2. Before the hearing, share SWIM Coalition’s event page on Facebook to your social media networks, and connect with us at @SWIMCoalition for updates as the hearing draws closer.
3. Click here to send an email to the City Council, the DEP Commissioner, and the Mayor letting them know you want the City to get raw sewage out of our NYC Waterways - we want to see the City capture sewage, not just bleach our sewers!! Share this link widely with your colleagues.
4. Send an email to your own networks with these talking points and calls to action:
As noted in recent SWIM Coalition blog posts the New York State Department of Environmental Conservation (DEC) has quietly, and without a public hearing, approved a series of deeply flawed Combined Sewer Overflow (CSO) Long Term Control Plans (LTCP) proposed by NYC DEP to address the more than 20 billion gallons of sewage that flows into City waterways each year. Below is a quick synopsis of some of the key issues in each of the plans and here is set of SWIM Coalition fact sheets on the plans.
The City's CSO LTCPs will not make our waterways safe for recreational activities. In each waterbody, they will leave hundreds of millions (for some waterways, over a billion gallons) of sewage overflows annually. In many places, overflows will occur dozens of times per year. In a nutshell, here is how we want the City DEP to improve the LTCPs:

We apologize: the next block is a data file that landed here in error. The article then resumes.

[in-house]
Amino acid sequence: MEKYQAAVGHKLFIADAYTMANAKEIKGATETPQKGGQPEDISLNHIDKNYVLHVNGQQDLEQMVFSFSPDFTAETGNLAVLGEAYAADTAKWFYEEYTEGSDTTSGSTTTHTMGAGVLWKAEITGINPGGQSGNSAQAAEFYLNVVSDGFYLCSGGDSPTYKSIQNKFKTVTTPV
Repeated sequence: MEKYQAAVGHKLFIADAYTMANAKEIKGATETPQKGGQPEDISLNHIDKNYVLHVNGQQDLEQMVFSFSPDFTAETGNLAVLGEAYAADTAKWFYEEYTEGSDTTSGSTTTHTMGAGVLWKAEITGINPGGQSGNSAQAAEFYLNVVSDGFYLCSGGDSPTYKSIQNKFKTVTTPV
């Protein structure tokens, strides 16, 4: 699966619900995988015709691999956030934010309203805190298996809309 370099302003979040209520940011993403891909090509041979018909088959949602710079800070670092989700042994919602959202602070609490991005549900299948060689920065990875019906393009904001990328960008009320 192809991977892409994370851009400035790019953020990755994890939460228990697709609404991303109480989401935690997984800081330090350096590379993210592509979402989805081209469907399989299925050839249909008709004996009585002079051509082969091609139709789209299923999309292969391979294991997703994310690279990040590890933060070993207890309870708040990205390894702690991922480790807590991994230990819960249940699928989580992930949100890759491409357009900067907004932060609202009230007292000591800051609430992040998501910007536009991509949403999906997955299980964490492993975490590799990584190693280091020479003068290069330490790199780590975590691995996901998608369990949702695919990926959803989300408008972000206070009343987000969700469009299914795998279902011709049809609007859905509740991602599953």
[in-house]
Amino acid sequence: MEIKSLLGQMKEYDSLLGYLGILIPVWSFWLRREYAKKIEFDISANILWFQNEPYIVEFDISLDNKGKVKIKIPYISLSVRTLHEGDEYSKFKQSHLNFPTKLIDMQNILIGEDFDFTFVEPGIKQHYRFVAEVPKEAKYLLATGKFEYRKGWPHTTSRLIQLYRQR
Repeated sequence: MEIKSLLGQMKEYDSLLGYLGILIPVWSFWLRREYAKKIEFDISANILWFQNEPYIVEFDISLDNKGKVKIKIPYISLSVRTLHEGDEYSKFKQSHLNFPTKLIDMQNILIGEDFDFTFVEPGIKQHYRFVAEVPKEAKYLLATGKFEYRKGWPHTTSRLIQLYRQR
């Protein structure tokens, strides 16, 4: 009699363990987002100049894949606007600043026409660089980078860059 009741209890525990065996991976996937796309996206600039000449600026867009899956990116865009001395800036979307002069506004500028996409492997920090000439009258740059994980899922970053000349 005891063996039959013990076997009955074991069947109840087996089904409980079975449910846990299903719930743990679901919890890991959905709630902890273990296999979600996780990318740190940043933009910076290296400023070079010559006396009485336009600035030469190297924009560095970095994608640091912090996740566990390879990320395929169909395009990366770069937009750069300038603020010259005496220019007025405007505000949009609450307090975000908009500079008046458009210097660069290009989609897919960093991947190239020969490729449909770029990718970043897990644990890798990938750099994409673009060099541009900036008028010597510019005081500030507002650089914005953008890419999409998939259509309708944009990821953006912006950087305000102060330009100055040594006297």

Capture, don’t chlorinate or divert CSOs. The City proposed - and the state approved - several plans to dump chlorine into sewers - to bleach our sewers - before it enters Alley Creek, Flushing Creek and the Hutchinson River. This is an unproven technology that will not make our waterways safe for recreation and will add a new toxic chemical to vulnerable habitats. In some other places, like the Bronx River, the plan is simply to divert some of the overflows to the East River - dilution and redistribution are not solutions to pollution.
More green infrastructure and incentives for private properties. The City hasn’t met its first major milestone under a State-mandated Green Infrastructure Plan; right now, there is no coherent strategy to make up for lost ground, let alone meet the next milestone in 2020. We want to see a more robust green infrastructure plan, with more adaptable designs for public property and real incentives for private property owners - implemented today, not tomorrow or a decade from now.
Improve transparency and take public input seriously. DEP and DEC have led a secretive process, and much of the public is not being informed about development of the LTCPs, or given real opportunities to weigh in on the plans before they are approved. Even the most basic information about risks to water users – when sewage overflows are occurring – is not being communicated effectively.
Join SWIM Coalition in advocating for NYC waterways, and raise your own concerns about your waterway!
Photo credit: Korin Tangtrakul 2016